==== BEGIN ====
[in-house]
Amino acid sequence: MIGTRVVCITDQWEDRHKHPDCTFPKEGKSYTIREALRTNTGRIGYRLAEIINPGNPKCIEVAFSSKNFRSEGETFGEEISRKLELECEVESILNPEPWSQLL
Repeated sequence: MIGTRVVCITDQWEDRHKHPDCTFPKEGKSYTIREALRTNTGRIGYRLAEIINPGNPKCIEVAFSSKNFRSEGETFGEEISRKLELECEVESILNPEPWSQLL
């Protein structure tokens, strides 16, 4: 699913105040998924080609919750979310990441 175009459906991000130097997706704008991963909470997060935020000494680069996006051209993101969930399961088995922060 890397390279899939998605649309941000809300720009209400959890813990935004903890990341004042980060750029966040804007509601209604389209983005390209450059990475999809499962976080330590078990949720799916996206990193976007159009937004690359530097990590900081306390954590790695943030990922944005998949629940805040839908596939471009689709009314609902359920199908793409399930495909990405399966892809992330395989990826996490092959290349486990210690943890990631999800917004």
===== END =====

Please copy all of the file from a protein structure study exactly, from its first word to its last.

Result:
[in-house]
Amino acid sequence: MIGTRVVCITDQWEDRHKHPDCTFPKEGKSYTIREALRTNTGRIGYRLAEIINPGNPKCIEVAFSSKNFRSEGETFGEEISRKLELECEVESILNPEPWSQLL
Repeated sequence: MIGTRVVCITDQWEDRHKHPDCTFPKEGKSYTIREALRTNTGRIGYRLAEIINPGNPKCIEVAFSSKNFRSEGETFGEEISRKLELECEVESILNPEPWSQLL
């Protein structure tokens, strides 16, 4: 699913105040998924080609919750979310990441 175009459906991000130097997706704008991963909470997060935020000494680069996006051209993101969930399961088995922060 890397390279899939998605649309941000809300720009209400959890813990935004903890990341004042980060750029966040804007509601209604389209983005390209450059990475999809499962976080330590078990949720799916996206990193976007159009937004690359530097990590900081306390954590790695943030990922944005998949629940805040839908596939471009689709009314609902359920199908793409399930495909990405399966892809992330395989990826996490092959290349486990210690943890990631999800917004």